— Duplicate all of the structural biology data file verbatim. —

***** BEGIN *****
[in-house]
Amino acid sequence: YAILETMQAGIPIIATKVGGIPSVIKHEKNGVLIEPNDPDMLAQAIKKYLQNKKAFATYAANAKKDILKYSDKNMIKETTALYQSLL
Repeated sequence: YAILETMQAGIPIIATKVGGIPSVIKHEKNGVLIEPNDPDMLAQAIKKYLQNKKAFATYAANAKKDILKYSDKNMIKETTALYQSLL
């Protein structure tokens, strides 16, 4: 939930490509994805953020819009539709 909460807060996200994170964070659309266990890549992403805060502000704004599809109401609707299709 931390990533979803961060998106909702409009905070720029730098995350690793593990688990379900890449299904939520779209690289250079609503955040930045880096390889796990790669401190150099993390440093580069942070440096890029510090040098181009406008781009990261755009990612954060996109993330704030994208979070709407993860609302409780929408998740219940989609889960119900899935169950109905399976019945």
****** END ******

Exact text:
[in-house]
Amino acid sequence: YAILETMQAGIPIIATKVGGIPSVIKHEKNGVLIEPNDPDMLAQAIKKYLQNKKAFATYAANAKKDILKYSDKNMIKETTALYQSLL
Repeated sequence: YAILETMQAGIPIIATKVGGIPSVIKHEKNGVLIEPNDPDMLAQAIKKYLQNKKAFATYAANAKKDILKYSDKNMIKETTALYQSLL
């Protein structure tokens, strides 16, 4: 939930490509994805953020819009539709 909460807060996200994170964070659309266990890549992403805060502000704004599809109401609707299709 931390990533979803961060998106909702409009905070720029730098995350690793593990688990379900890449299904939520779209690289250079609503955040930045880096390889796990790669401190150099993390440093580069942070440096890029510090040098181009406008781009990261755009990612954060996109993330704030994208979070709407993860609302409780929408998740219940989609889960119900899935169950109905399976019945």